It’s unclear how much time each Walmart associate will get to experience these virtual reality training modules during the training academy program. But the STRIVR technology enables Walmart to project the wearer’s view from inside a virtual reality headset to a large TV screen, so that other members of the class can also learn from the experience.
STRIVR ended up creating virtual reality training modules ranging in length from 45 seconds to five minutes. Some of the training modules feature interactive choices that require the Walmart associates to make decisions. But others merely focus on exposing associates to certain experiences. Walmart has been testing out the VR training modules in 31 training academy sites for the past four months as a step toward full deployment.
Making the Most of Virtual Reality Training
These are still fairly early days for virtual reality training. But STRIVR seems confident that virtual reality training produces objectively better results than traditional training methods based on its success with training athletes such as NFL football players. Similarly, Walmart’s decision to expand the use of virtual reality training to all 200 of its training academy sites is based on the retail giant seeing good results during the pilot phase of testing out the virtual reality training.
Still, Belch pointed out that questions remain about how to make the most of virtual reality training. For example, researchers are still figuring out how much time is ideal for training sessions and how much rest is required in between. STRIVR knows from its past work with athletes that experiential or mental reps in practicing the same scenario matter in the learning experience. Ideally, the startup wants to create training experience that provide more mental reps with shorter and quicker sessions.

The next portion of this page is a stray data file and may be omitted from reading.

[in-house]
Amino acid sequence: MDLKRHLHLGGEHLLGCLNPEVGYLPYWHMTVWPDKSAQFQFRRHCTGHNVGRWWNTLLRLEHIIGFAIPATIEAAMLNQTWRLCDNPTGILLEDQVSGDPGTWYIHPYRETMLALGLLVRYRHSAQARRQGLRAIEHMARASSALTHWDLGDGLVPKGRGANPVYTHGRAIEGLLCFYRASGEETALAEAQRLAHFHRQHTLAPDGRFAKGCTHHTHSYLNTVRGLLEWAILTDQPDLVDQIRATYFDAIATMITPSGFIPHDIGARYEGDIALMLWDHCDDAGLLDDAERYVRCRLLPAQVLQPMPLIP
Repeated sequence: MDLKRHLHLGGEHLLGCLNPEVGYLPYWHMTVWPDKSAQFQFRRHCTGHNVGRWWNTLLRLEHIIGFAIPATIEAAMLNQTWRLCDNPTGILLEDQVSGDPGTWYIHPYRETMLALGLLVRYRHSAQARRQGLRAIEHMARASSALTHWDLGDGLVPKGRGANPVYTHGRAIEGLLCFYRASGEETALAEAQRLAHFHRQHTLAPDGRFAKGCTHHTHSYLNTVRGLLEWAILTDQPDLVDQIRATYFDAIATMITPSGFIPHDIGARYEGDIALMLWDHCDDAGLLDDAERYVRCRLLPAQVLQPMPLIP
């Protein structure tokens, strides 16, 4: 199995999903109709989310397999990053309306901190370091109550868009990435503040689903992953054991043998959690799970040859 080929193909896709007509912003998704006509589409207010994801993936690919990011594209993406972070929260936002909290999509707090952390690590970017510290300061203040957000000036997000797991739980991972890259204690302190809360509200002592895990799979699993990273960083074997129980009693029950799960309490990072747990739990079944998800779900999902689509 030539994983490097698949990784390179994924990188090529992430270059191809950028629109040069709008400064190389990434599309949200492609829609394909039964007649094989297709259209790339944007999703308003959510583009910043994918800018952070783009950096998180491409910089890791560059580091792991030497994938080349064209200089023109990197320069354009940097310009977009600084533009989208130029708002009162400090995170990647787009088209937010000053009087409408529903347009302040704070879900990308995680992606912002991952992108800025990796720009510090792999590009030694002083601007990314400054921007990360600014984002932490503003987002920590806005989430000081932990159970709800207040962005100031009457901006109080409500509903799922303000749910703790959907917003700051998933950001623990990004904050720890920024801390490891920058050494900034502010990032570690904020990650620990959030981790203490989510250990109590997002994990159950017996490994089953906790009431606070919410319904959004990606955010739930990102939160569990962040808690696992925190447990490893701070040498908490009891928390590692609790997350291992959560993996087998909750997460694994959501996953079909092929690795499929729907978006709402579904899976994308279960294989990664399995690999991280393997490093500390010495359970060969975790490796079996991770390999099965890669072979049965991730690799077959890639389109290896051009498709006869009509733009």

The startup also faces new challenges as it scales up its business with new clients such as Walmart. Each new customer requires custom, tailor-made virtual reality experiences based on its individual needs. That extra work required remains a “hurdle to widespread adoption” of virtual reality training, Belch says. STRIVR has already boosted the number of people on it payroll to about 50 employees with new sales and account managers, technical support staff and engineers to handle the expanded workload.
Technical difficulties can also arise because of unexpected software updates from virtual reality headset manufacturers, Belch explains. That would normally be frustrating under the best of experiences, but can be potentially crippling if virtual reality training is expected to work smoothly at scale for large business clients.
But perhaps the biggest challenge is about a company’s willingness to change its view of how it trains its employees. Belch praised Walmart’s willingness to commit the time and resources to learning how it could use virtual reality training on a broad scale and on a daily basis.
“This is about more than the technology, it’s about cultural and ideological shifts as it pertains to training and how much an organization is willing to change,” Belch says. “That’s our biggest hurdle and it has nothing to do with technology.”